The death toll from a powerful earthquake that rocked Mexico on Tuesday has surged to 248 people, the head of the national disaster response agency, Luis Felipe Puente, said on Twitter.
The dead included at least 21 children crushed beneath a primary school that collapsed on Mexico City's south side during the 7.1-magnitude quake, authorities said.
Soldiers, police and civilian volunteers worked through the night after Tuesday's 7.1-magnitude quake, hoping to find survivors beneath the mangled remains of collapsed buildings in Mexico City and across a swath of central states.
The most agonising search was at a school in the capital where 21 children and five adults were crushed to death, and where at least 30 children were still missing.
Hundreds of soldiers, police and volunteers wrestled with the wreckage through the night trying to extract a teacher and two students found alive beneath the rubble.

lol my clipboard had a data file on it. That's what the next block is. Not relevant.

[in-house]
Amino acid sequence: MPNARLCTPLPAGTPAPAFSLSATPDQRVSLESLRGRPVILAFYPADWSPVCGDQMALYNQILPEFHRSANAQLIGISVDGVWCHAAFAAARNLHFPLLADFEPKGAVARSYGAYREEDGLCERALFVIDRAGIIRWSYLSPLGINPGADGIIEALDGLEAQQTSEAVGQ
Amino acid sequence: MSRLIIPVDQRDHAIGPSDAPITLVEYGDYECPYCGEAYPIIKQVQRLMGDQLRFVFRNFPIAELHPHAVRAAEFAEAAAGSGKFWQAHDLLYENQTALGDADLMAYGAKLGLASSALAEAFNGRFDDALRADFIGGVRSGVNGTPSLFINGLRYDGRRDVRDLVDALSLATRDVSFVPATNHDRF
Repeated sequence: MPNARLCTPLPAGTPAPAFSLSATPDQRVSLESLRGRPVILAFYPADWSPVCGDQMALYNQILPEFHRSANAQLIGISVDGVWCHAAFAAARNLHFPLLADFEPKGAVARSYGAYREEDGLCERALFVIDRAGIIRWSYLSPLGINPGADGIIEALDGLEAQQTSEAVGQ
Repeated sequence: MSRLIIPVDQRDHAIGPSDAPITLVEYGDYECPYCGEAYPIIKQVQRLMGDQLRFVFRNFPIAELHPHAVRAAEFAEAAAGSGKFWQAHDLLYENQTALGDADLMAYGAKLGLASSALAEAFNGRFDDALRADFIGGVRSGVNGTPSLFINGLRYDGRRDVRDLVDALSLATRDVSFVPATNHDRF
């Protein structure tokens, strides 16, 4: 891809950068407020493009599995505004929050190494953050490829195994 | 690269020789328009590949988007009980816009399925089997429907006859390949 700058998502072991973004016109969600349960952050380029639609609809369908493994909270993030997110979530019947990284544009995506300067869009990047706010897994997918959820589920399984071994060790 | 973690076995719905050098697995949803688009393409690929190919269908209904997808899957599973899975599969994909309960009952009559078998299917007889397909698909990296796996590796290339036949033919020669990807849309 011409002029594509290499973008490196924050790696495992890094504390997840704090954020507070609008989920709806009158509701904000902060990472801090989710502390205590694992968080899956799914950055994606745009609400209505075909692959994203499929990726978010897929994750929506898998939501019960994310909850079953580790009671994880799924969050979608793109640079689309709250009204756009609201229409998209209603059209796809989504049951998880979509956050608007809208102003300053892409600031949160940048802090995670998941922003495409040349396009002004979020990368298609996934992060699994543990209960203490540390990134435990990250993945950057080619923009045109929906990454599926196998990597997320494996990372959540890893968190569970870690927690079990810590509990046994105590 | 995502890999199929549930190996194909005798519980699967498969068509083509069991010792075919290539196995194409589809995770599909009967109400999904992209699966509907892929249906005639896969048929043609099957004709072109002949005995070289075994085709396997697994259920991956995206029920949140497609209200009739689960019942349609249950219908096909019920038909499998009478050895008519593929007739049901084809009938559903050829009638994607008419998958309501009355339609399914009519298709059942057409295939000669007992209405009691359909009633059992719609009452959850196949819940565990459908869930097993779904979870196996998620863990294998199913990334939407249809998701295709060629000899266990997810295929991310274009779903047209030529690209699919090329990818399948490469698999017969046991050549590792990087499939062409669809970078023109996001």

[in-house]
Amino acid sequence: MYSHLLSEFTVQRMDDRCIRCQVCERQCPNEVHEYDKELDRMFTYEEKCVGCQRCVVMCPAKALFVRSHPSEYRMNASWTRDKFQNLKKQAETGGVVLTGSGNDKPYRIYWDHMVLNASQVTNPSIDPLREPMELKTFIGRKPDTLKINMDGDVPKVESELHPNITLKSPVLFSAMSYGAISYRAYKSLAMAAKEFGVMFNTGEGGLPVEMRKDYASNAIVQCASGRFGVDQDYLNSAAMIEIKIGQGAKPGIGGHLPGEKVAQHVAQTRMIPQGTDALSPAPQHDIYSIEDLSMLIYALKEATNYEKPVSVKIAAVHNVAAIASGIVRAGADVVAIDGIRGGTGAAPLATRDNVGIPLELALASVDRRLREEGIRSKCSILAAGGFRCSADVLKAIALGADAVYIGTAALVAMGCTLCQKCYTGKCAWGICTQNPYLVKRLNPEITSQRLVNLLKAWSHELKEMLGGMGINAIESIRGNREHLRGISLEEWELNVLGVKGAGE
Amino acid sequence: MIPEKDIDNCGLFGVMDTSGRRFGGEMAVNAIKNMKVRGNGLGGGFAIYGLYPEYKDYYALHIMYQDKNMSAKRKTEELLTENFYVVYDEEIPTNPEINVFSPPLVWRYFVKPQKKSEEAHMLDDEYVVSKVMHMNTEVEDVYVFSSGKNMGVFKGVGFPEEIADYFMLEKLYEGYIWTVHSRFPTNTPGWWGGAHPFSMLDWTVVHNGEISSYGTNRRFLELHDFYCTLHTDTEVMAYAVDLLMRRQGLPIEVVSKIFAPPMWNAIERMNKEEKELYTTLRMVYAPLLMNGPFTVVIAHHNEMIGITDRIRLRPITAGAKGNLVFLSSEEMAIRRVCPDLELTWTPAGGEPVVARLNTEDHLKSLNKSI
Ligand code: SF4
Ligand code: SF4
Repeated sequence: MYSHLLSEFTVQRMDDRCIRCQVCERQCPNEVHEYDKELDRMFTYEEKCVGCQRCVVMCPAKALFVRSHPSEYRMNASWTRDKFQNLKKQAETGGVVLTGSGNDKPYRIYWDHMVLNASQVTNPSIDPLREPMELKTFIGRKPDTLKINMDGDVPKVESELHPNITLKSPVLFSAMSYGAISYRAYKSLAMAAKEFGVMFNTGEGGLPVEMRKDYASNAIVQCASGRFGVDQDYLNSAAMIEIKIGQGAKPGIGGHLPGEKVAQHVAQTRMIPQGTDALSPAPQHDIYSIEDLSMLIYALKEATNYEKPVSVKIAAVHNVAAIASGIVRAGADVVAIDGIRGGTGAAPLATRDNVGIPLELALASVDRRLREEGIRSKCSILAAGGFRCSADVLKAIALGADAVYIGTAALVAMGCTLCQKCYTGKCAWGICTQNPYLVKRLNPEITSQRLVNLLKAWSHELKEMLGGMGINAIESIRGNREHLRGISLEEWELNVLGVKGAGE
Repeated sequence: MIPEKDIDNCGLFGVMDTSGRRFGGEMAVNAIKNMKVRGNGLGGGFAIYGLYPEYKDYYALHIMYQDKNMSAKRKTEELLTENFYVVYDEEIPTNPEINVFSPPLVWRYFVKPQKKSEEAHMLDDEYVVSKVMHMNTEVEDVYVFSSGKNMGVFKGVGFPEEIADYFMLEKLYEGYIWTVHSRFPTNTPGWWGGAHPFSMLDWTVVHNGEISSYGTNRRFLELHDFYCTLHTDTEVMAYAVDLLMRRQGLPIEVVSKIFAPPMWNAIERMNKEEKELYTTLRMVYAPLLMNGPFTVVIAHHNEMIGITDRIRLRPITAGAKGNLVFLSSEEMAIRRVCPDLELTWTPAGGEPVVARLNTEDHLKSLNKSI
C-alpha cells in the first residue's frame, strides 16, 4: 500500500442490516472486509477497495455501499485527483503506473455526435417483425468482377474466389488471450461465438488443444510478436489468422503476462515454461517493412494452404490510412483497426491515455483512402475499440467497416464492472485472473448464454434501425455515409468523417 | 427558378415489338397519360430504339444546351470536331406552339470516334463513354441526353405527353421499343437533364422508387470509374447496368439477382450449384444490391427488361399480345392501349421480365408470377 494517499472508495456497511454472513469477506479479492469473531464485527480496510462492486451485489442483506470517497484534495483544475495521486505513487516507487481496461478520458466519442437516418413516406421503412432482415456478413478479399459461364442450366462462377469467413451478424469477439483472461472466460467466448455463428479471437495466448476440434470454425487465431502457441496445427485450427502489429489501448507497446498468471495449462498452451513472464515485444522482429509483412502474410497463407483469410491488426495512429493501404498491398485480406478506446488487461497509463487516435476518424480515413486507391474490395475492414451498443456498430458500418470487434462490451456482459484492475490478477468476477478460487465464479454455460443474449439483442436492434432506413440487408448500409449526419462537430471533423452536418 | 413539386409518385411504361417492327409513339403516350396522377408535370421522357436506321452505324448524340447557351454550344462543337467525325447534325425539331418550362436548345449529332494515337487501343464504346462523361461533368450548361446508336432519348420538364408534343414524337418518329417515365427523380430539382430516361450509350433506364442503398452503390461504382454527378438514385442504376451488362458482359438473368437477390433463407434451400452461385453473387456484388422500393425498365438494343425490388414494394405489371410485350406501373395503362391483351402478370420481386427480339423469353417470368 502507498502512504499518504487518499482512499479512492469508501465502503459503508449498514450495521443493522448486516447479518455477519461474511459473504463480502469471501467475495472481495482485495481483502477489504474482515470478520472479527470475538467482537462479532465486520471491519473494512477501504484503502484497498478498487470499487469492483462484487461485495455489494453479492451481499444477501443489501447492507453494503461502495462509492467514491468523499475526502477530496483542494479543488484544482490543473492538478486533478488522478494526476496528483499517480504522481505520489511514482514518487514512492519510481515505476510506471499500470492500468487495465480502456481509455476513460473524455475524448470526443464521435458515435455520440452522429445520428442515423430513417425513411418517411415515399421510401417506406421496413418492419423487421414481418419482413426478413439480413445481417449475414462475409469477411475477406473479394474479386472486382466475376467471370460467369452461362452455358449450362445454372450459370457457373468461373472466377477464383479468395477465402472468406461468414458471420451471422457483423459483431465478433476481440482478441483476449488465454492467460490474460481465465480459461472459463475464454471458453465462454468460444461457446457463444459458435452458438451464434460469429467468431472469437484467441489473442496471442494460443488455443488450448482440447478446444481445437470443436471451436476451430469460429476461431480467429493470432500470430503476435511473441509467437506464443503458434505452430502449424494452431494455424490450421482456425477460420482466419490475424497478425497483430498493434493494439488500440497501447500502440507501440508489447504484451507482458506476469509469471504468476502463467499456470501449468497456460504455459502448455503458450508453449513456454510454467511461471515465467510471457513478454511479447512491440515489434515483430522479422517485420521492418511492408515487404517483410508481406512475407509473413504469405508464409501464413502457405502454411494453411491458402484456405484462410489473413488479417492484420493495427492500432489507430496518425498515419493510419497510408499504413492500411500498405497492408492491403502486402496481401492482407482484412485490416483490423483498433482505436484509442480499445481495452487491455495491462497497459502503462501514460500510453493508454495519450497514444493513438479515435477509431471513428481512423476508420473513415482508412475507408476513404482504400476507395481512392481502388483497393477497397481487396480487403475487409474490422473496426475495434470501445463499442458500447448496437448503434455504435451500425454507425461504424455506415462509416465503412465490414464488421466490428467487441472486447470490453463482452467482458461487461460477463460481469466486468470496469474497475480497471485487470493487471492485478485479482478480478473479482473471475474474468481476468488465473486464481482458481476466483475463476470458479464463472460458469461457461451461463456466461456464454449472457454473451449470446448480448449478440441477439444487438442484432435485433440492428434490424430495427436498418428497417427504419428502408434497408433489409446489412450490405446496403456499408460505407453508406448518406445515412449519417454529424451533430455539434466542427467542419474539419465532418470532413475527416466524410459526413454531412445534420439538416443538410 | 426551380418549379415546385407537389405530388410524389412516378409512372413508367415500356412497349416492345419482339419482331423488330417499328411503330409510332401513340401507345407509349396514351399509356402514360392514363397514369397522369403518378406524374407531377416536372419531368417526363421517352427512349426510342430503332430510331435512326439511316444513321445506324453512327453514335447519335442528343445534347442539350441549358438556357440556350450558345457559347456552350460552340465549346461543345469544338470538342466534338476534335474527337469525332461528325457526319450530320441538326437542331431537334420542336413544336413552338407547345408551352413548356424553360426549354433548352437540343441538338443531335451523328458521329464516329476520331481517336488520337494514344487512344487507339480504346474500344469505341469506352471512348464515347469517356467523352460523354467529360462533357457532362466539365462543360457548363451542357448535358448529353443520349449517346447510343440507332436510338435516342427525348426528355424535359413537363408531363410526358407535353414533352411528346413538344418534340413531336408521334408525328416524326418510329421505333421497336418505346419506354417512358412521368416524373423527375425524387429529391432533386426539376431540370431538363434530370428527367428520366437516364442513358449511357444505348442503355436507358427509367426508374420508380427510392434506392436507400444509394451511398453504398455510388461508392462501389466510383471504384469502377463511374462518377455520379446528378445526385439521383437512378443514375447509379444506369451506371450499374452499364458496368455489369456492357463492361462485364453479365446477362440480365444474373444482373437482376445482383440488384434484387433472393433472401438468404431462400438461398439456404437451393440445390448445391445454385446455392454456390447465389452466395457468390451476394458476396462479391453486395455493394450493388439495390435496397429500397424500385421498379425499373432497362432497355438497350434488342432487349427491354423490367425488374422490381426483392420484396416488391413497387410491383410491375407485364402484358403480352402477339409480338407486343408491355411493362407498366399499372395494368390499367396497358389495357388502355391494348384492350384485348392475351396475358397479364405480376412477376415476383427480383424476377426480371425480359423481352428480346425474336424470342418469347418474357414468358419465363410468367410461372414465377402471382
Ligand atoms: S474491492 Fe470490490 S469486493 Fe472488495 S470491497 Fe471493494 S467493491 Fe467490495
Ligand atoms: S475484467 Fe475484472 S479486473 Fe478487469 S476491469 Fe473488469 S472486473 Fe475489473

President Enrique Pena Nieto, who rushed to the site, warned that the death toll could rise.
Suspicion was already mounting of shoddy building standards at the school.
Parks and plazas in the centre of Mexico City were meanwhile flooded with people unable or afraid to return home for the night after the quake caused their walls to sway and crack.
At Parque Mexico, in the swank neighbourhood of Condesa, nervous evacuees set up an impromptu kitchen to serve meals for rescue workers.
The destruction revived haunting memories in Mexico on the anniversary of another massive quake in 1985 that killed more than 10,000 people, the disaster-prone country's deadliest ever.
Tuesday's quake struck just two hours after Mexico held a national earthquake drill, as it does every September 19 to remember the 1985 event.
Adding to the national sense of vulnerability, the earthquake struck just 12 days after another quake that killed nearly 100 people in southern Mexico.
Experts said the two quakes did not appear to be related, as their epicentres were far apart.
Mexico sits atop five tectonic plates, making it particularly vulnerable to earthquakes.